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Opinion >  Column

Front Porch: Regions still have some verbal disconnects

Lo those many decades ago when I had just arrived in Spokane, I was a guest at someone’s home and asked if I’d like a pop. Well, I already had a pop who was living with a mom back home in Miami. However, I would like very much to have a soda, thank you.

And so began my adjustment to regional language differences. I’m pretty much caught up by now and quite acclimated. Now when I’m back home visiting, “soda” sounds funny. But just to confuse things, friends elsewhere in the South refer to any sweetened carbonated beverage as coke, small “c.”

From time to time I enjoy having fun with words. They are such interesting things – eloquent and inspiring when properly deployed, funny in certain combinations and painful to the ears when abused and misused.

Going through a stack of old magazines I recently came across a short magazine article from 2013 about a project on classic regional dialect differences done by Joshua Katz, a graduate student at North Carolina State University. And one of the differences he dealt with was the whole pop-soda thing. I had to know more.

The lovely Internet provided me that, and much more. Boy howdy, as used to be said in areas of the South (though I rather doubt it’s still popular), is there a whole lot of information available on the subject. The first thing I learned is that this study was a big deal two years ago and burned up the media, from BuzzFeed to the New York Times. How did I miss it the first time? Going from Mr. Katz to elsewhere, I learned a lot.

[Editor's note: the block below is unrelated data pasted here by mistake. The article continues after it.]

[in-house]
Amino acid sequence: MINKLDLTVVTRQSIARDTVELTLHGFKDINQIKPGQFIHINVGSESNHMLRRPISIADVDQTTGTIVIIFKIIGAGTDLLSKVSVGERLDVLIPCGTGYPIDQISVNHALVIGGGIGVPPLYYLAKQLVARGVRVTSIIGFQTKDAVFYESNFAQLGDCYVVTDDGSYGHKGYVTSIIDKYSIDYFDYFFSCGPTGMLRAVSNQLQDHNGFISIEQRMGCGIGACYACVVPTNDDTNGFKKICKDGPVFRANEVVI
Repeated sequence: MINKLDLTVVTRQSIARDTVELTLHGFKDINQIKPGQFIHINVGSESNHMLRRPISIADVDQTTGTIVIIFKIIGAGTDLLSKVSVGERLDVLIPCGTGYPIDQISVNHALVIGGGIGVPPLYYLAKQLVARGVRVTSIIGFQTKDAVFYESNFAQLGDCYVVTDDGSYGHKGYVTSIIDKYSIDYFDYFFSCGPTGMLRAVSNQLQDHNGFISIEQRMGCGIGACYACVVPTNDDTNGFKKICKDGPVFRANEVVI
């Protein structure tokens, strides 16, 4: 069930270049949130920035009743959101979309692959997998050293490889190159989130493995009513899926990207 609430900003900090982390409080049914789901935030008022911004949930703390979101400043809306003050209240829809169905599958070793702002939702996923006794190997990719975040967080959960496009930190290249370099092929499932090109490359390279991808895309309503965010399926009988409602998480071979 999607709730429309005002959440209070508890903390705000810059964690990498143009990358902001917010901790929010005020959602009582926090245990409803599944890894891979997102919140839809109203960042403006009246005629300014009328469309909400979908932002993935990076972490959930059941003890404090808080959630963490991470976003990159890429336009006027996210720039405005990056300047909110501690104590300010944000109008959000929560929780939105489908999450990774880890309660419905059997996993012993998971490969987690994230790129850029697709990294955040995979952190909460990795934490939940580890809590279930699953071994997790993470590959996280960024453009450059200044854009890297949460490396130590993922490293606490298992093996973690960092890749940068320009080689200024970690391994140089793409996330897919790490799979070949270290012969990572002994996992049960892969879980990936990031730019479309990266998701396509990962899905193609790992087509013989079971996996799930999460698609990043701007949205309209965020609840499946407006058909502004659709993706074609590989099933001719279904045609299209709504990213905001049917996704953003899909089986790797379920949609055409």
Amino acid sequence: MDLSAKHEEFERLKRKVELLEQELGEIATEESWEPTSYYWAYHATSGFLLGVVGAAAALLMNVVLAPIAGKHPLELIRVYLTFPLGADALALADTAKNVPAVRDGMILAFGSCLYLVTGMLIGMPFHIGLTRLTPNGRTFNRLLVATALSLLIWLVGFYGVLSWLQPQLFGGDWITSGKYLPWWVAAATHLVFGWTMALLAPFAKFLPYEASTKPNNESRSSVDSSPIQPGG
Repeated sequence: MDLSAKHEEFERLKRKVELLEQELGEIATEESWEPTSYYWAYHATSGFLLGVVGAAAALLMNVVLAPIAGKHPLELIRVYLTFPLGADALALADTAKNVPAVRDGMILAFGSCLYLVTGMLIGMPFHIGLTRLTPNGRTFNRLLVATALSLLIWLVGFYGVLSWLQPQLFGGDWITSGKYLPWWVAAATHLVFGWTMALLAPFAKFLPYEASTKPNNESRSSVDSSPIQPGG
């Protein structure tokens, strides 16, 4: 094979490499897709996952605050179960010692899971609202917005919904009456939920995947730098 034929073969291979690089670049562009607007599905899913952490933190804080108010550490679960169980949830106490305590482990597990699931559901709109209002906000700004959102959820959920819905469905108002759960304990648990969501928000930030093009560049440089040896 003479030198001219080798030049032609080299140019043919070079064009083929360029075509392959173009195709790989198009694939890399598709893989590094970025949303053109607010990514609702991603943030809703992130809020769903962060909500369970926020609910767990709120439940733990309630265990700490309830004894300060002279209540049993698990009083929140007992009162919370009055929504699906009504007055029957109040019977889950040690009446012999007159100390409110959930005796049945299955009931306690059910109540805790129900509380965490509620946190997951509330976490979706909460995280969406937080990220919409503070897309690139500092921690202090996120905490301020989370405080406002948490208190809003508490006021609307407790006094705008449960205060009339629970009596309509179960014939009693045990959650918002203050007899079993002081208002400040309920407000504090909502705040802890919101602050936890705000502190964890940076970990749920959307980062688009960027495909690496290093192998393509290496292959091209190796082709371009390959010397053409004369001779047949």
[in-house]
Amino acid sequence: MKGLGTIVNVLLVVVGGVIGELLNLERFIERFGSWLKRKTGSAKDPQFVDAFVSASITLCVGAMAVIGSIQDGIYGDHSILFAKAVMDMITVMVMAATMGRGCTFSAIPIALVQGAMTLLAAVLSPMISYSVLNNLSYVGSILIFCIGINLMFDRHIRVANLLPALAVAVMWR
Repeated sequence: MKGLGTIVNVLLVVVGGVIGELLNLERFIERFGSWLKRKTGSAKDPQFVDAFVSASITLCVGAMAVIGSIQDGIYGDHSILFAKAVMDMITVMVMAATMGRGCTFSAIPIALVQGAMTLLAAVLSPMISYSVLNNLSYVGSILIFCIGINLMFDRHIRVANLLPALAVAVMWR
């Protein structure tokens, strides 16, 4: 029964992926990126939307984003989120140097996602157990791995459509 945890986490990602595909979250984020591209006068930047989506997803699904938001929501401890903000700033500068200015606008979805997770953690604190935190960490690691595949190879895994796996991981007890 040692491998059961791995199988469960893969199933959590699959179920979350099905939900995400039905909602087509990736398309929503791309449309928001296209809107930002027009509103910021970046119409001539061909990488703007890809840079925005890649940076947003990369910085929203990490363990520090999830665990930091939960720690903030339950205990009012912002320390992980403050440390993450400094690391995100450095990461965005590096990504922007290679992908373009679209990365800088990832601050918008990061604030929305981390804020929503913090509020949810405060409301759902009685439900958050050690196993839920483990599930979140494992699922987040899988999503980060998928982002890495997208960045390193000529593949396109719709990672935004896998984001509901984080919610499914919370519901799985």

For example, the majority of us in our region pronounce “caramel” so that it sounds like “car’ml,” while Miamians prefer “cara-mel.” We like to pronounce the second syllable of the word “pajamas” so that the “a” sounds like it does in the word “father.” But back in Miami, it sounds like the “a” in “jam.” And here’s a gimme: We are more likely to call a group of two or more people “you guys,” while in much of the South it’s “y’all.”

I have learned that the device that dispenses water in a school hallway, for us in Spokane is a drinking fountain while in the Southeast and much of New England it’s a water fountain. And just to assert their independence, apparently, it’s a bubbler in Rhode Island. And that thing we need to navigate around in the middle of an intersection is called a roundabout hereabouts, but it’s a traffic circle to the people of New York City.

This one is getting a little dated, but those rubber-soled things we put on our feet in gym class are tennis shoes in Spokane, but the preferred term in Miami is sneakers. We like frosting on our cupcakes, while the folks in Pennsylvania prefer icing. Out here we mow the lawn, yet in New Orleans they cut the grass. For us the first syllable in “Bowie knife” is pronounced “bo,” but in the Texas Panhandle it’s “boo.” And here our mother’s sister is our “ant,” but she’s our “ahnt” in Massachusetts. Who knew?

Clearly I can’t get enough of this stuff.

But I think my favorite is the category in which we have no preferred terms. One question in the Katz survey asked: What do you call it when rain falls while the sun shines? In Miami, the answer is “sun shower.” But for us, we have no particular term for the occurrence. We get lots of sunshine and not much rain (at least by Miami standards), so it seems that the combination of the two is a bit of a unicorn for us. We also have no preferred term for a drive-through liquor store because we don’t have any of those (at least as of 2013), but in Norfolk, Virginia, it’s a “brew-thru.”

I could go on and on, but perhaps I should stop now. OK, one more. That impolite thing the kids in your neighborhood just did to your house is called “TP-ing” around here, but in Mississippi it’s called “rolling.”

Still enjoying it, but stopping now for real.

Voices correspondent Stefanie Pettit can be reached by email at Previous columns are available at

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